Procrastination has been a constant companion of mine. It’s been comfortably residing in my world with its cousin Justification for years. I have convinced myself that I work best under pressure, leaving things to the last possible second. And, to my credit I do get stuff done. Deep down though, I know that an inglorious, slow and steady pace is much more effective than my dramatic, rush to the finish line approach. It’s not sexy but it works. Obviously, getting healthy is not something you can leave to the last second in life, jamming in good eating habits and workouts at the end. Would that it were so.

Reading books that interest and challenge me is not a hardship. I am thoroughly (40 pages from the end of Paddy Clarke) enjoying myself in that regard. But committing to change a lifetime of habits of obesity, seriously earnestly really trying to reshape my body, and improve my overall health, that is hard. Really, really, hard. Way harder than actually living life fat. Procrastination is getting excited now, as she sees I might be coming to visit for a while. But she’s wrong. Not today. Today, because the path is clear, I’m heading down the road less traveled. I’m going for a swim.

Wednesday, January 7, 2009

Happiness is....

At the risk of breaking my one and only New Year's resolution, I noted that when I got to the office today, many had opted to work from home. Hmmmm. I wonder why that could be. Hahaha. I'm in and I've a fairly long shopping list of things I need to get done, both creatively and otherwise, so for now, and as a mechanism to say something about me, here's a list.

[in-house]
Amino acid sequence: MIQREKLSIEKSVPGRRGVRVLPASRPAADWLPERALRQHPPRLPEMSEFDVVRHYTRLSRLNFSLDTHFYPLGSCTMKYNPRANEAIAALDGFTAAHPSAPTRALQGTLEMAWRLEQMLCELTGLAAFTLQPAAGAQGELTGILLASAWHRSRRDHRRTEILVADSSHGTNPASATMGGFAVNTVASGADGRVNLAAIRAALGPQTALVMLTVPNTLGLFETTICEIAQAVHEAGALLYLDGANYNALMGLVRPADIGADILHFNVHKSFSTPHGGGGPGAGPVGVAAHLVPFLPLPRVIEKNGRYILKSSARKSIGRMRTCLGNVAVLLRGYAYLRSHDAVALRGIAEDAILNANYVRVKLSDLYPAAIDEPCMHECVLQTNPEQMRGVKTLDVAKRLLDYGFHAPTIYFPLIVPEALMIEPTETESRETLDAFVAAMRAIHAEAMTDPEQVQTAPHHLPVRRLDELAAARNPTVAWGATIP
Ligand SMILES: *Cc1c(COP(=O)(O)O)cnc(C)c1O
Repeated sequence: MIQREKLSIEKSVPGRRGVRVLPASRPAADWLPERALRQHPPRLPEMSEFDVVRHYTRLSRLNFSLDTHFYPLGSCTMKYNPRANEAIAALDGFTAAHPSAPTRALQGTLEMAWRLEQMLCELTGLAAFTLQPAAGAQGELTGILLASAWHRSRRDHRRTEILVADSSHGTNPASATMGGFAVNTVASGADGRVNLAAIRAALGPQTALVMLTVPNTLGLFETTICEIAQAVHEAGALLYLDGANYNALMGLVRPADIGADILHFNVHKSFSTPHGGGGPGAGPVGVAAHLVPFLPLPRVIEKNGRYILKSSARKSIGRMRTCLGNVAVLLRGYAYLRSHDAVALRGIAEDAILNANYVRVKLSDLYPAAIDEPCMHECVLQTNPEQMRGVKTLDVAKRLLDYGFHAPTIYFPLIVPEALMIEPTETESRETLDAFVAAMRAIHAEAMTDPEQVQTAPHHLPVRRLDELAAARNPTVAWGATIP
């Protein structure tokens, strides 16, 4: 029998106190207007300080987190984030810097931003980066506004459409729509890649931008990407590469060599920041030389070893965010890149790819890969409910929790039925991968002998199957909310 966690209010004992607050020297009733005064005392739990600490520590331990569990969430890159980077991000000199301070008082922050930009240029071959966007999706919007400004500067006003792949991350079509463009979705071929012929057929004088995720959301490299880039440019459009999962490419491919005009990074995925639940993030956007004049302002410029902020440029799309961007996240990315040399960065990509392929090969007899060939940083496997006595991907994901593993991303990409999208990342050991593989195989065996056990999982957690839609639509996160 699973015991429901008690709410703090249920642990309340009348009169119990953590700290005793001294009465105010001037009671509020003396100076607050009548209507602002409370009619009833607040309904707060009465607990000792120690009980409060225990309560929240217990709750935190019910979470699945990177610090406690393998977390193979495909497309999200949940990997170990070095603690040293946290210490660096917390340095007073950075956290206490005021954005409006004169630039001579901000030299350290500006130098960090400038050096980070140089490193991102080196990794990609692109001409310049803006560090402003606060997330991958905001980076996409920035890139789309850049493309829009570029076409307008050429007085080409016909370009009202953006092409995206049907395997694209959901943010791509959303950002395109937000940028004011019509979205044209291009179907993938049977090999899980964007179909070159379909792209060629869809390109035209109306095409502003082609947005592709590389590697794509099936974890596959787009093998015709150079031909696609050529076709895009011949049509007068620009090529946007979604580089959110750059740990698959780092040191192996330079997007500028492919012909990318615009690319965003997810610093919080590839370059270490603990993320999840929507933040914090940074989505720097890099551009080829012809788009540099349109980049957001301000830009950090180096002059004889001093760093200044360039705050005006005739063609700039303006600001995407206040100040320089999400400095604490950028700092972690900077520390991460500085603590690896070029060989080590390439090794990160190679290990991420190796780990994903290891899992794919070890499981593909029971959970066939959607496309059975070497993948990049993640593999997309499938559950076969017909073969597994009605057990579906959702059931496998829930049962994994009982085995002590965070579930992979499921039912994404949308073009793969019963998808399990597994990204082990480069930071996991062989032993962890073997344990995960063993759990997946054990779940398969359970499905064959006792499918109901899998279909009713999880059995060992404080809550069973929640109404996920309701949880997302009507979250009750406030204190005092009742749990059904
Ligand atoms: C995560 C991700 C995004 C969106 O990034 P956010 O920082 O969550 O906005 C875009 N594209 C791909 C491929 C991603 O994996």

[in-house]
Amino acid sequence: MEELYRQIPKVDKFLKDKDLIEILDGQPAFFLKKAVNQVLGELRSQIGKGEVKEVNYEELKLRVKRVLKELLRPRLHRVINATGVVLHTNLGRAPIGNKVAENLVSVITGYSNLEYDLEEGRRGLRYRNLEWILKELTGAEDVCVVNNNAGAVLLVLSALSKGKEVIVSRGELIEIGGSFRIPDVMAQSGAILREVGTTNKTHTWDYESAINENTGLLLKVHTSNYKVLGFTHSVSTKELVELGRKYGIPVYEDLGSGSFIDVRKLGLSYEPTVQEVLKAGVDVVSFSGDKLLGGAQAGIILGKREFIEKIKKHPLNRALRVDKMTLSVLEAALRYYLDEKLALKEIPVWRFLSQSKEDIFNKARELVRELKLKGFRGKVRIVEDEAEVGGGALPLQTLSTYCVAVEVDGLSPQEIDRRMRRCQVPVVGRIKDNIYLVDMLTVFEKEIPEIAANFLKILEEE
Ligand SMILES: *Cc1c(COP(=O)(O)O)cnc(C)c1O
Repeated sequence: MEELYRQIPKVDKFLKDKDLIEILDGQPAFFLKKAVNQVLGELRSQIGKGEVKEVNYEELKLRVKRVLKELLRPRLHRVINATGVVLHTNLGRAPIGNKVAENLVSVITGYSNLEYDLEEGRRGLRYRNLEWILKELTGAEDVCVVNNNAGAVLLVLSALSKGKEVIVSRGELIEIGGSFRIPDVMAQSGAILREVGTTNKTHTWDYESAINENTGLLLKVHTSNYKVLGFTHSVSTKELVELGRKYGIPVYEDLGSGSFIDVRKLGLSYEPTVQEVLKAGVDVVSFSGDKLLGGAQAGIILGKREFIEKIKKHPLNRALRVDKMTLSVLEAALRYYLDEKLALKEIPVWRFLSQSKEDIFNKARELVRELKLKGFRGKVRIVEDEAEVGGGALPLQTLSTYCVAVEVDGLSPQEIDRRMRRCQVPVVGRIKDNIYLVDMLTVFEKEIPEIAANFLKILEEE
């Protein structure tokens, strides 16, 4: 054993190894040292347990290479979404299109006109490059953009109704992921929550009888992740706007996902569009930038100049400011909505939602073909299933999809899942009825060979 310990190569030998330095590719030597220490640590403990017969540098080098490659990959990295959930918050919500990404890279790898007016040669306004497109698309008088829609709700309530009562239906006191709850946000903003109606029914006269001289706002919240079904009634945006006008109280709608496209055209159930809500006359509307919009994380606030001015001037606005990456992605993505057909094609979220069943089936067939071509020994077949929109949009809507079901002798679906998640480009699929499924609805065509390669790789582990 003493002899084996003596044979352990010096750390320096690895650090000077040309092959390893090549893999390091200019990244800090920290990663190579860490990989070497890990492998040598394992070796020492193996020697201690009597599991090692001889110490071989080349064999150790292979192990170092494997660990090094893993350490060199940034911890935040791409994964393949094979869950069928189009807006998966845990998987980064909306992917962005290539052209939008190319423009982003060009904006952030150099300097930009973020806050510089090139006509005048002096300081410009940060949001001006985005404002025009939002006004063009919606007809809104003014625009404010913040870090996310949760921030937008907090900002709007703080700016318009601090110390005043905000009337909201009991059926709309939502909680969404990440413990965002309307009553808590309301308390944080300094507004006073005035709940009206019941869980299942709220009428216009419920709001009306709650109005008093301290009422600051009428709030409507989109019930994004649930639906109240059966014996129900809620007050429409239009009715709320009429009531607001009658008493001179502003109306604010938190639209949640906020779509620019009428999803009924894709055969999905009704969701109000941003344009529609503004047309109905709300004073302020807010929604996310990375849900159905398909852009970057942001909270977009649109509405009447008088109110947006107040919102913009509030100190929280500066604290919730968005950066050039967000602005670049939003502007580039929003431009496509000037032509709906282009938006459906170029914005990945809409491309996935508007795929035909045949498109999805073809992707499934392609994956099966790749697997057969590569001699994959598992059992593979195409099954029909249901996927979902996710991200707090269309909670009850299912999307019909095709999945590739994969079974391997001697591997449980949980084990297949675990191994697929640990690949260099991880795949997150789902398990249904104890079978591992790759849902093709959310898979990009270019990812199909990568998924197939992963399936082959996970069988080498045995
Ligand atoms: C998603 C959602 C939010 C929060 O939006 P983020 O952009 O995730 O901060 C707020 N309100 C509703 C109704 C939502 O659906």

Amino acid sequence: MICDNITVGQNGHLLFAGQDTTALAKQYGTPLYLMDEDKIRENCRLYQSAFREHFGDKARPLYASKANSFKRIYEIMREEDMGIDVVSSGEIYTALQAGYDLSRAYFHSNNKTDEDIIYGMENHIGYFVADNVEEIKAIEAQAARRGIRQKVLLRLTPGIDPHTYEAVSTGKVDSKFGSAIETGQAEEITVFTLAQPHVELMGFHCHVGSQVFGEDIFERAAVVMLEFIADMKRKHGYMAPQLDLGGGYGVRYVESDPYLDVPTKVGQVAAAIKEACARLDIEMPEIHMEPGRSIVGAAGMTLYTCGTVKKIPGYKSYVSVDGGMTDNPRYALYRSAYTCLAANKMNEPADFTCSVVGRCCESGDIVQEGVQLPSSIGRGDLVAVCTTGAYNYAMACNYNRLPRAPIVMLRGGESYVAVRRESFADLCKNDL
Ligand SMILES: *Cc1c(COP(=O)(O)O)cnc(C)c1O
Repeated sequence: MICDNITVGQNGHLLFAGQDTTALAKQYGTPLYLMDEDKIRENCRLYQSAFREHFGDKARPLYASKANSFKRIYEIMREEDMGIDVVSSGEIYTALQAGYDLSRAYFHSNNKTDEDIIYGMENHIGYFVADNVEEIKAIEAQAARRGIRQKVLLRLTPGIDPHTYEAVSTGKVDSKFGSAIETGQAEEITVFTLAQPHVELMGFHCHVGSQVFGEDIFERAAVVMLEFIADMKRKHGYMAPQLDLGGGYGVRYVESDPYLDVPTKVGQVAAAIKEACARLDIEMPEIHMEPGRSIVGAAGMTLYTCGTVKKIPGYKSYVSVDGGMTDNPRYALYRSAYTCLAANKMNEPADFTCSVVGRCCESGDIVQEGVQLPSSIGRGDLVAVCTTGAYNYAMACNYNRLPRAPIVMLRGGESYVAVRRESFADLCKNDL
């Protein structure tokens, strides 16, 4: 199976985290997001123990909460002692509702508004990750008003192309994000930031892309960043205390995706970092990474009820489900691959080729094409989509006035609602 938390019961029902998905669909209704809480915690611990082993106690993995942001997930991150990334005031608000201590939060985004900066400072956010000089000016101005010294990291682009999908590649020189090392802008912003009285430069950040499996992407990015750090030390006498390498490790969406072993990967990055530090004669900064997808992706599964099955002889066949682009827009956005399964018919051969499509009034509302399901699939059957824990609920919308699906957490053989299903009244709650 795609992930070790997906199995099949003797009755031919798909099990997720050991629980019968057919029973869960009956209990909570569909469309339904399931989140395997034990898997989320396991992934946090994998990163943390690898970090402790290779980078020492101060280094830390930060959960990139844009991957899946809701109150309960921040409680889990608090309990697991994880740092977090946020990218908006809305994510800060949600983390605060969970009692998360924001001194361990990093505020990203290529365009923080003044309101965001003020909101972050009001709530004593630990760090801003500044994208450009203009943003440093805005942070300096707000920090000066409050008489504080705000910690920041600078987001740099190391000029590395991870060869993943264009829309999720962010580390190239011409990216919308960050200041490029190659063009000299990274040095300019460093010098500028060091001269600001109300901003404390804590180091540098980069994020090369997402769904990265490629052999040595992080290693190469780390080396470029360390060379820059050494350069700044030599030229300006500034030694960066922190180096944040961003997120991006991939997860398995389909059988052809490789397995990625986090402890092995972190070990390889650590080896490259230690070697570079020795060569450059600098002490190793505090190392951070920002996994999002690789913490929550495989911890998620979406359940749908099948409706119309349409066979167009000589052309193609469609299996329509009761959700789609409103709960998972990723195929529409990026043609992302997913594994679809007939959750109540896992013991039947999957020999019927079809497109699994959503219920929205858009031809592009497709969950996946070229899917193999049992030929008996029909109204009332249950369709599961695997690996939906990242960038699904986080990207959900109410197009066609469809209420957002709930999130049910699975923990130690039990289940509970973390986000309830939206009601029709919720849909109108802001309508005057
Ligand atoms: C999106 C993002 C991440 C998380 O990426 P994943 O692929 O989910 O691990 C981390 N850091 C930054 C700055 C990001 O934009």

I recently saw part of an interview Lenny Kravitz gave when last in Canada. Asked what inspires him musically, he said "Love". In that spirit, here is a list of things that make me happy... what I love:

  1. Murphy's head on my lap

  2. Toile

  3. The Canadian flag

  4. Serena Ryder's song Weak in the Knees

  5. Having a pedicure

  6. Being by the water

  7. All things chocolate

  8. Lint rollers

  9. Optimism

  10. Mechanical pencils

  11. Southern Accent on Markham St.

  12. When Mom called me Meesa

  13. Guinness

  14. The colour of my bedroom

  15. A fresh page to write on

  16. Earl Grey tea

  17. Connor's giggle

  18. Knitting

  19. Gremlins who leave notes for me

  20. Watching Murph jump off the end of a dock into the lake

  21. Mr. Strunk and Mr. White

  22. Time spent gabbing on Marc and Marco's couch

  23. Pictures of my father

  24. Mexican blue glass

  25. That I give a damn

  26. Ironing

  27. My monstrous clan